I would strip and sand the walls in bad shape. I would then suggest a good water based finish such as Perma Chink or Sashco. I would lean more towards Perma Chink Lifeline Ultra II or Ultra 7. I like their products and they come with a warranty.  
Now I cannot guarantee it will last 5 years without any maintenance as your environment will dictate the maintenance needs of your log home but, if you keep up on your hot walls (usually south and west walls) on a yearly or biennial basis your finish should remain in great condition. 
Maintenance is a plus with a water based finish as they use a clear top coat that goes on super easy once the building has been washed.  
You will not need to apply a maintenance coat to the whole home either it is only in areas that need it. A good indicator that a wall needs a maintenance coat is when it loses its overall shine or sheen. Once the top coat is dull it is starting to degrade so catch it at that point and apply a maintenance coat. 
This will save you a ton of money over time and will also keep your log home shining and looking like new for years to come. 
Thank you for your question and I hope my answer has helped you out. 
Lee Denman
Posted @ Thursday, May 01, 2014 9:59 PM by Lee Denman
Yes I have been told by Perma Chink that the application of a gloss clear top coat can deter the carpenter bees to a degree. While it may deter them some it will not solve the problem. 
You can also try and use carpenter bee traps. I will include an attachment in the email I send you.  
If anyone else wants a document on carpenter bees please contact me and I will gladly send it to you via email. 
You can put powder in to kill the larvae but I would wait until later in the summer to early fall to allow the larvae that survive to escape and then caulk the holes with a good quality log home caulking such as Perma Chinks Checkmate 2. 
Thanks for the question and I hope this helps out. 
Lee Denman
Posted @ Thursday, May 01, 2014 10:08 PM by Lee Denman
I would like whatever info you could provide regarding carpenter bees. 
As a potential buyer of a log cabin that currentyl has active carpenter bee activity, what would you suggest I request from the seller as a buyer contingency?
Posted @ Monday, June 02, 2014 7:11 AM by Steve Grecco
I will email you over a carpenter bee help guide I have put together.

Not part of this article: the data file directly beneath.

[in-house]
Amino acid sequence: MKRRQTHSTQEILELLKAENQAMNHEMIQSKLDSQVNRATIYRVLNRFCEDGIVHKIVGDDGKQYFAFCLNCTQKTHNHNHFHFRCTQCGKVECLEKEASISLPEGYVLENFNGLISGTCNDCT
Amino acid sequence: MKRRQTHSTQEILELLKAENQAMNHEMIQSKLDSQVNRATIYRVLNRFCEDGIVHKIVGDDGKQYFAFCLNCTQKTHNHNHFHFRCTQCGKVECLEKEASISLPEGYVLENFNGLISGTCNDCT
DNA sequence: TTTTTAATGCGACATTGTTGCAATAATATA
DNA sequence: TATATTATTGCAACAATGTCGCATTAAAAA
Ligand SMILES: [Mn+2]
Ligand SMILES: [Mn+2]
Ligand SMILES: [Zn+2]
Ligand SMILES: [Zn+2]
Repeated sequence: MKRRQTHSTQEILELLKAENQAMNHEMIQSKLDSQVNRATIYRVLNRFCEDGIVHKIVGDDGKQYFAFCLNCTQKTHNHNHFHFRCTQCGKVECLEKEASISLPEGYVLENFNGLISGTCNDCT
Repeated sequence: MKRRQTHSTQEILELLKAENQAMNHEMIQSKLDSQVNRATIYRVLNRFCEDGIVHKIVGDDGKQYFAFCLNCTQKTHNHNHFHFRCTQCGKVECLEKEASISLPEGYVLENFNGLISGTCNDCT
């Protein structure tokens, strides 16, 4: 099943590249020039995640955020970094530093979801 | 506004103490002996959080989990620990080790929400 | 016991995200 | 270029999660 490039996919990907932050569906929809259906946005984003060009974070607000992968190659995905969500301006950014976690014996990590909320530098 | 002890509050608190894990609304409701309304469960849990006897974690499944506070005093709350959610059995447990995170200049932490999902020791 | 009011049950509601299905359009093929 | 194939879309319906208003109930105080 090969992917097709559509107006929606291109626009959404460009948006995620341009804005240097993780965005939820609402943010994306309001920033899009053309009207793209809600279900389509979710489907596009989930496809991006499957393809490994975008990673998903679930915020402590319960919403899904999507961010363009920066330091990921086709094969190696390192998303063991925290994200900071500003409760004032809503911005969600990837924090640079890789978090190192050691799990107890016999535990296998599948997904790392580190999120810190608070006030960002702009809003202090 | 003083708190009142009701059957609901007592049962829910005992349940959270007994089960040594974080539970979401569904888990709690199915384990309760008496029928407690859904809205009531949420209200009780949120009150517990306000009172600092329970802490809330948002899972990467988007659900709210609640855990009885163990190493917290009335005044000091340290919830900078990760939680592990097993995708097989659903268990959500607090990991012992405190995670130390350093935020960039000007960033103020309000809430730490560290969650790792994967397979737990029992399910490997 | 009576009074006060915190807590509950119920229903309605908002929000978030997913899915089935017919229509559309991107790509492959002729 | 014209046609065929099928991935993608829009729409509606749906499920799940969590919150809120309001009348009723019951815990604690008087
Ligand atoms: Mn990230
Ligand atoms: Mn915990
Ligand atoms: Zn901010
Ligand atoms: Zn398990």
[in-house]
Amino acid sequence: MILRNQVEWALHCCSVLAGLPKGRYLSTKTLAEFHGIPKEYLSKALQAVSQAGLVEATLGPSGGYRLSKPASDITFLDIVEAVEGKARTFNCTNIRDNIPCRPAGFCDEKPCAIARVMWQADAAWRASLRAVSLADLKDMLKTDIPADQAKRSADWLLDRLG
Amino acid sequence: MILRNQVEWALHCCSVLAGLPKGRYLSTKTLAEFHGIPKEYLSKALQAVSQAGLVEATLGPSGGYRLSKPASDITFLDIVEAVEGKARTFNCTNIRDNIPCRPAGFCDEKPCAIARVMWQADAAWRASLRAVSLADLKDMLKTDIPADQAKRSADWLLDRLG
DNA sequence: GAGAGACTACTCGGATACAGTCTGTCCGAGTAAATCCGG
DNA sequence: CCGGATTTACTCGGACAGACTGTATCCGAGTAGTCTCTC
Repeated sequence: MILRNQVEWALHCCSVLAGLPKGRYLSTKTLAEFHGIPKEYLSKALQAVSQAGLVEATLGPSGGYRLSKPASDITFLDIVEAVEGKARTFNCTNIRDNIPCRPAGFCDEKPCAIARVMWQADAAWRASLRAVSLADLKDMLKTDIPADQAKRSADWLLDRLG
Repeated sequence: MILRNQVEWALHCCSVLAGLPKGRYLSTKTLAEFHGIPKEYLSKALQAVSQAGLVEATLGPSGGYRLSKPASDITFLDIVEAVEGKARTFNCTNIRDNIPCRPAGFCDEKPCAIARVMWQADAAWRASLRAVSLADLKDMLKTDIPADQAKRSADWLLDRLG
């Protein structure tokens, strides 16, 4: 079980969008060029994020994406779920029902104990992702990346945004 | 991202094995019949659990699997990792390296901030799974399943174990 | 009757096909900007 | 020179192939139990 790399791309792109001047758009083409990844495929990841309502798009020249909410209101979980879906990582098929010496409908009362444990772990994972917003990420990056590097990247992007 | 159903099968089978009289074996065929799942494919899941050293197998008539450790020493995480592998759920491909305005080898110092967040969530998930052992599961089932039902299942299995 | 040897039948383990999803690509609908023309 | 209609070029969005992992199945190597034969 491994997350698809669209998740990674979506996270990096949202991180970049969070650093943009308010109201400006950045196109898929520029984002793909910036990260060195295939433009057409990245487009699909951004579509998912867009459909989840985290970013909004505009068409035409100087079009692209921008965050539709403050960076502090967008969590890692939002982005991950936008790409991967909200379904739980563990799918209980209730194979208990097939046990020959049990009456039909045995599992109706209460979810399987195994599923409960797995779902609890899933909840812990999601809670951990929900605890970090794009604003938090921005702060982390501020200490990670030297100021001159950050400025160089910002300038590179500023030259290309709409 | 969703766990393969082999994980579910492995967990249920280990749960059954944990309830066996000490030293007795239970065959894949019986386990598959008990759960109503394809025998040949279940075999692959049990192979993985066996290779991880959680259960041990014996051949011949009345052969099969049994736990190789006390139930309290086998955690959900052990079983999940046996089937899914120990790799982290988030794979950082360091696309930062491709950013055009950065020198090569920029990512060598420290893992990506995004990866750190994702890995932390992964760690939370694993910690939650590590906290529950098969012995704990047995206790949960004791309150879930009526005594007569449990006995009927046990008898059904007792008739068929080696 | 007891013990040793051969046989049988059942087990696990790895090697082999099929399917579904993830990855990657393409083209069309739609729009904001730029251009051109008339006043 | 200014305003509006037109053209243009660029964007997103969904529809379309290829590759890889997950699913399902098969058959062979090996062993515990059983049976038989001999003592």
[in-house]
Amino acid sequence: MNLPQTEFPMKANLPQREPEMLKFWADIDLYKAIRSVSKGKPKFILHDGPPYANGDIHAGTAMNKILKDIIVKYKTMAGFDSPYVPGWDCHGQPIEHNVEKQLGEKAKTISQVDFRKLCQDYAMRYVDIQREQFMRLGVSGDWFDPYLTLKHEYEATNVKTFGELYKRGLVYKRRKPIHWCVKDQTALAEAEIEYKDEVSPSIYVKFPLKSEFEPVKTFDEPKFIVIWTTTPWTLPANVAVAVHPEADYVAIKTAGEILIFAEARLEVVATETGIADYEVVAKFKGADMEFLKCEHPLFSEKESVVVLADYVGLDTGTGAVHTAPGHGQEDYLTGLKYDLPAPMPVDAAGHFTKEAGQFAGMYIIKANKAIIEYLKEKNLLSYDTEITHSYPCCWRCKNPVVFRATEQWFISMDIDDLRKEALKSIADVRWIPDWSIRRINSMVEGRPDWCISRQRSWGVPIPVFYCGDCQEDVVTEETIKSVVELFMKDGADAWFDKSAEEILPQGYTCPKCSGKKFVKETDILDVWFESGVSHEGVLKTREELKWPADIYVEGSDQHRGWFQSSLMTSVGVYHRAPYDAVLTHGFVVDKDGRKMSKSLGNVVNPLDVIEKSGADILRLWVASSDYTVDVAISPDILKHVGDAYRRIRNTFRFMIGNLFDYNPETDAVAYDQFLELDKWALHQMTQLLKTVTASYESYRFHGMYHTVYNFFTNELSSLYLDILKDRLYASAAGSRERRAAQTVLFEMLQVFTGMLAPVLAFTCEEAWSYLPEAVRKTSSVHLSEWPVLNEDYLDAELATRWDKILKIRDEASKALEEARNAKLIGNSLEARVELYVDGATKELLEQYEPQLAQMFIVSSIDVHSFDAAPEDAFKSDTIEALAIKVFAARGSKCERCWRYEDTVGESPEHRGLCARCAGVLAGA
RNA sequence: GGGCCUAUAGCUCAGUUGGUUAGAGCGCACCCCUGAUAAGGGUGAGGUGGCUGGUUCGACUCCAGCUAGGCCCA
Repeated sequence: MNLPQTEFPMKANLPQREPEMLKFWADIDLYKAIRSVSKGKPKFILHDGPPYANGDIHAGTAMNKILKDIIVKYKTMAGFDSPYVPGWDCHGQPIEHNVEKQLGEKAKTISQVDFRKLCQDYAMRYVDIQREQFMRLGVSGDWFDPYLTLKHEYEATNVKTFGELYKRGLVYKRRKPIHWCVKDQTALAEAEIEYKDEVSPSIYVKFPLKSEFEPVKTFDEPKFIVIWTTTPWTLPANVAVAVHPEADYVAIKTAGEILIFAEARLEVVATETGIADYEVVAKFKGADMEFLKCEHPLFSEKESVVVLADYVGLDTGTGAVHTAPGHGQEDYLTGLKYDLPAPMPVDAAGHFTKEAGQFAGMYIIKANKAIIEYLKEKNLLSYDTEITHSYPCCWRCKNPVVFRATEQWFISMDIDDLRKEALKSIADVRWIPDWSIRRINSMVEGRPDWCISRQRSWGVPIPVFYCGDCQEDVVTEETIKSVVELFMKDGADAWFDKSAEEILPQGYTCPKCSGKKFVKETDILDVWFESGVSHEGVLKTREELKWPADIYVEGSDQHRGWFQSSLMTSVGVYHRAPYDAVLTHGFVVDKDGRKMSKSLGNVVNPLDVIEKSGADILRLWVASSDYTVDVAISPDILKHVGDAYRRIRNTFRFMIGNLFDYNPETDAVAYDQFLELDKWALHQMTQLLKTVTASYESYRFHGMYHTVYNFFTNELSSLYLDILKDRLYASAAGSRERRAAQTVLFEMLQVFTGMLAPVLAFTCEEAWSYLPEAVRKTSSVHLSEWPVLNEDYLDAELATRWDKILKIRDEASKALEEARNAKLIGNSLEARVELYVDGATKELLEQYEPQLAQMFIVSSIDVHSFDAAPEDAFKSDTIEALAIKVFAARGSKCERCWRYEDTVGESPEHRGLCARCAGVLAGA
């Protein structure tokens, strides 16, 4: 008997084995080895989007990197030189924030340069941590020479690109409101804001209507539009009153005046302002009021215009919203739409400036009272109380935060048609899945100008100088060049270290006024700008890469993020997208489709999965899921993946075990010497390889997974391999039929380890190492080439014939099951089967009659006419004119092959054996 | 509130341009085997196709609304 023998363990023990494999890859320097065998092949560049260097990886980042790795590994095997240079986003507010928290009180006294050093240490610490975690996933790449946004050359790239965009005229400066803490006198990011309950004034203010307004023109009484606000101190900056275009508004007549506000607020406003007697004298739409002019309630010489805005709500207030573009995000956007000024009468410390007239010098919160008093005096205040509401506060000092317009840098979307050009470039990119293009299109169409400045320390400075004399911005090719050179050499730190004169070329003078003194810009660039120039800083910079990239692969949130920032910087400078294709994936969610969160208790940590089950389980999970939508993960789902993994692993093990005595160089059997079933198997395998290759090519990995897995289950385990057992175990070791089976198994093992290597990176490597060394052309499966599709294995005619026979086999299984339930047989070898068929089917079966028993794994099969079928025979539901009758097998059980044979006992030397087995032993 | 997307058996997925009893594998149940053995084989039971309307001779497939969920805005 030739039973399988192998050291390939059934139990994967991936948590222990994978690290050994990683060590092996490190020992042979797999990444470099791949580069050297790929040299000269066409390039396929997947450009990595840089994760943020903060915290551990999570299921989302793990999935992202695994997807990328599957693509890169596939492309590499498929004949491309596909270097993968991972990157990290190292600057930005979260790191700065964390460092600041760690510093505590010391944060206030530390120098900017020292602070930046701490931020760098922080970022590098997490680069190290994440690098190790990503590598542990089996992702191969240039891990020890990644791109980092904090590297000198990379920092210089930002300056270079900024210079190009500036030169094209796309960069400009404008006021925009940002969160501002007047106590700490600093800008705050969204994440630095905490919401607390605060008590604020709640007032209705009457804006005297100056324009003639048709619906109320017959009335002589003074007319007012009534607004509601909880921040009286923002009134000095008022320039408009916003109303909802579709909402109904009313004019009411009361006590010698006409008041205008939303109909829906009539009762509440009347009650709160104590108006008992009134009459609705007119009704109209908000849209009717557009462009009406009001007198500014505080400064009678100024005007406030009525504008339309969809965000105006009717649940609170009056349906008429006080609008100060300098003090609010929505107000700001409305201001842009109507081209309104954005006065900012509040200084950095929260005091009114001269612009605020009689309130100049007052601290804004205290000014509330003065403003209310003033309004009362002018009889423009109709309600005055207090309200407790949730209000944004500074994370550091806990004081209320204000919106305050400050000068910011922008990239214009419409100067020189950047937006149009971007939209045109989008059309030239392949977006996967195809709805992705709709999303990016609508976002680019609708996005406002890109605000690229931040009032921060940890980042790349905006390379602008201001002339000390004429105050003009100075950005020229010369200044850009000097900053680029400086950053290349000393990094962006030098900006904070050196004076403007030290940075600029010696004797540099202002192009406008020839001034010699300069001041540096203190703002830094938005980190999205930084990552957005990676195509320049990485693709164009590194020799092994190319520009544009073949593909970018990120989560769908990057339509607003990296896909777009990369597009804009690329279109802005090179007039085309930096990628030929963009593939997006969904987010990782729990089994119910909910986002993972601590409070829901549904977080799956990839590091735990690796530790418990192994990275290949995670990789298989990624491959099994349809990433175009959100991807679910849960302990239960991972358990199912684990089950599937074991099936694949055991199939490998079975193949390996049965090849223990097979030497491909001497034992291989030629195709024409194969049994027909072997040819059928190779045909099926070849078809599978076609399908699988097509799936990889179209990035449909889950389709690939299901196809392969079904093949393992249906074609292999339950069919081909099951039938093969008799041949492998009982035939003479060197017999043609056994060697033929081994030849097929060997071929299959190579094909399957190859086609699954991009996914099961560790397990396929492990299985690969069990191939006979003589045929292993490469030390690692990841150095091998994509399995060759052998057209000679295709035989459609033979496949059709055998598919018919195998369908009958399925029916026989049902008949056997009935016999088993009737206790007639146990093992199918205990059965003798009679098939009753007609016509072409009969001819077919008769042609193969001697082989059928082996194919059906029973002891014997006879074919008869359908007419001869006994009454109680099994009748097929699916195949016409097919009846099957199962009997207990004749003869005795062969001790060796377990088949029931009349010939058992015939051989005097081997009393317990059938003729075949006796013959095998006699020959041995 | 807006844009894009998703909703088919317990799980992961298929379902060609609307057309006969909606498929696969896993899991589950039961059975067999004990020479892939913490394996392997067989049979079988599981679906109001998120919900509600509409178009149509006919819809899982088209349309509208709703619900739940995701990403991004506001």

As far a a buyer contingency plan goes I'm not sure you should talk to a real estate lawyer about that.  
What I do know is that carpenter bees are a constant problem that will most likely never go away. There are steps to take to minimize the impact they can have on the home and your sanity that I have spelled out in my help guide.  
While carpenter bees do drill holes in the logs it usually is more of an annoyance if the problem isn't very large. The chances of any structural risk are not that high unless the carpenter bee problem is left alone and the population grows. Then depending on the type of carpenter bee you could have structural risks. 
Carpenter bees are really a task that must be tackled by the homeowner throughout the warm months. I highly recommend the carpenter bee traps as they are more of a hands off approach until the bottle needs emptying.  
Spraying insecticide that works on carpenter bees is definitely more time consuming and hands on but you can pin point where the bees are burrowing and spray the powder in the holes to kill them.  
All the purchase info is in the help guide I will be emailing over.  
Thanks and I hope I have helped you out.
Posted @ Monday, June 02, 2014 9:01 AM by Lee Denman
Hi! I am trying to solve a problem after the fact with Carpenter Bees in a newer log home built in the 90's. They've bored holes, and then woodpeckers have come behind and pecked larger holes to get the larvae. Some holes are deep and long, as much as an inch deep, 2 inches wide, and 6 to 8 inches long. I've tried caulking on smaller holes, but none of them take stain to any degree. I've also tried traditional 2 part wood epoxies and they won't take stain properly either. Part of the problem is the stain is semi-transparent. Many exterior epoxy wood fillers and caulkings claim to take stain, at least they claim to take solid stains, but I haven't found anything that will truly take a semi-transparent stain. Tired of trial and error, and trying everything on the market, just to be disappointed again and again. Can you help me with knowledge of any product that really works to solve this problem? I would appreciate any honest advice you could give. Thanks.
Posted @ Friday, July 18, 2014 9:01 AM by John Dixon
Hi. We have a log home that we are planning to put another coat on the outside. We last used a clear water-based coat in 2007 after we sandblasted and re-stained in 2005. Just wondering what we should use now? An oil-based stain that would need several coats or just the clear water-based topcoat again? The products we have used in the past are Transformation by Sashco. The guy doing it also wants about $1,100 without stain cost to do the wash/stain job. Does that sound reasonable? Please advise....
Posted @ Thursday, October 09, 2014 1:26 PM by Caren Putrah